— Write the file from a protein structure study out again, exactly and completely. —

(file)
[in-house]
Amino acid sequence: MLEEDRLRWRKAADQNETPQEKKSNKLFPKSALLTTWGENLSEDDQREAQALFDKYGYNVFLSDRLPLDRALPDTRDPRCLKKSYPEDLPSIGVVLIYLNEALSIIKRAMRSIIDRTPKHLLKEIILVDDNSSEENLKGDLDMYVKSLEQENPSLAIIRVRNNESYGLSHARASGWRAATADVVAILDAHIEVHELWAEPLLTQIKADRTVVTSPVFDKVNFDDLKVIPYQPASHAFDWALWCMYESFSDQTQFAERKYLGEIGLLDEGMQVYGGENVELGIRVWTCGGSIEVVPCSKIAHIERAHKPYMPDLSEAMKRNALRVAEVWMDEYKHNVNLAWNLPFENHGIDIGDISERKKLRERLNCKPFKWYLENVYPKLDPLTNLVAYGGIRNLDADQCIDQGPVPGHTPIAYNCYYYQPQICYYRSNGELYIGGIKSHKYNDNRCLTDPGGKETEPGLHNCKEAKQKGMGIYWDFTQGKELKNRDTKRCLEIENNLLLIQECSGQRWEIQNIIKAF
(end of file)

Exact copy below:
[in-house]
Amino acid sequence: MLEEDRLRWRKAADQNETPQEKKSNKLFPKSALLTTWGENLSEDDQREAQALFDKYGYNVFLSDRLPLDRALPDTRDPRCLKKSYPEDLPSIGVVLIYLNEALSIIKRAMRSIIDRTPKHLLKEIILVDDNSSEENLKGDLDMYVKSLEQENPSLAIIRVRNNESYGLSHARASGWRAATADVVAILDAHIEVHELWAEPLLTQIKADRTVVTSPVFDKVNFDDLKVIPYQPASHAFDWALWCMYESFSDQTQFAERKYLGEIGLLDEGMQVYGGENVELGIRVWTCGGSIEVVPCSKIAHIERAHKPYMPDLSEAMKRNALRVAEVWMDEYKHNVNLAWNLPFENHGIDIGDISERKKLRERLNCKPFKWYLENVYPKLDPLTNLVAYGGIRNLDADQCIDQGPVPGHTPIAYNCYYYQPQICYYRSNGELYIGGIKSHKYNDNRCLTDPGGKETEPGLHNCKEAKQKGMGIYWDFTQGKELKNRDTKRCLEIENNLLLIQECSGQRWEIQNIIKAF